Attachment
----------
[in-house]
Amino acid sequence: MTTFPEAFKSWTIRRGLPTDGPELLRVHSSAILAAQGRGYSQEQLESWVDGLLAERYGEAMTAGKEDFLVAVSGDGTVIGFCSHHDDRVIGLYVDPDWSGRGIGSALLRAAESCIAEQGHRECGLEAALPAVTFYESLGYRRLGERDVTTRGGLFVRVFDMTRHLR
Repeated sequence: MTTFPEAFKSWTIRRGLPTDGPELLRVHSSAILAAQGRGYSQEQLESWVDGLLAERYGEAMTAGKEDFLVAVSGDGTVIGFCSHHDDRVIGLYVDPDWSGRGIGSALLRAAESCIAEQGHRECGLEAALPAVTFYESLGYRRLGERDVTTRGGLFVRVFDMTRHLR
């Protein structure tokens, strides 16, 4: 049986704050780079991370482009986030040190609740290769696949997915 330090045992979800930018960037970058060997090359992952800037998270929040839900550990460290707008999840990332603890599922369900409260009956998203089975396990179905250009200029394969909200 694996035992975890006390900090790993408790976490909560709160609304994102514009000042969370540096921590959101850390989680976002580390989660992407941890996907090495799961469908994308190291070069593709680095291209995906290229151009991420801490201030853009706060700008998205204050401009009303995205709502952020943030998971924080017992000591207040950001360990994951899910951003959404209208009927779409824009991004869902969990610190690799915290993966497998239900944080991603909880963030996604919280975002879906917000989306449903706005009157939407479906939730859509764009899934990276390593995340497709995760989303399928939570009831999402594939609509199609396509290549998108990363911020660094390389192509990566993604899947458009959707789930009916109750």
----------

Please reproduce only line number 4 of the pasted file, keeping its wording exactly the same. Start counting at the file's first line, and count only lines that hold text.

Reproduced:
């Protein structure tokens, strides 16, 4: 049986704050780079991370482009986030040190609740290769696949997915 330090045992979800930018960037970058060997090359992952800037998270929040839900550990460290707008999840990332603890599922369900409260009956998203089975396990179905250009200029394969909200 694996035992975890006390900090790993408790976490909560709160609304994102514009000042969370540096921590959101850390989680976002580390989660992407941890996907090495799961469908994308190291070069593709680095291209995906290229151009991420801490201030853009706060700008998205204050401009009303995205709502952020943030998971924080017992000591207040950001360990994951899910951003959404209208009927779409824009991004869902969990610190690799915290993966497998239900944080991603909880963030996604919280975002879906917000989306449903706005009157939407479906939730859509764009899934990276390593995340497709995760989303399928939570009831999402594939609509199609396509290549998108990363911020660094390389192509990566993604899947458009959707789930009916109750």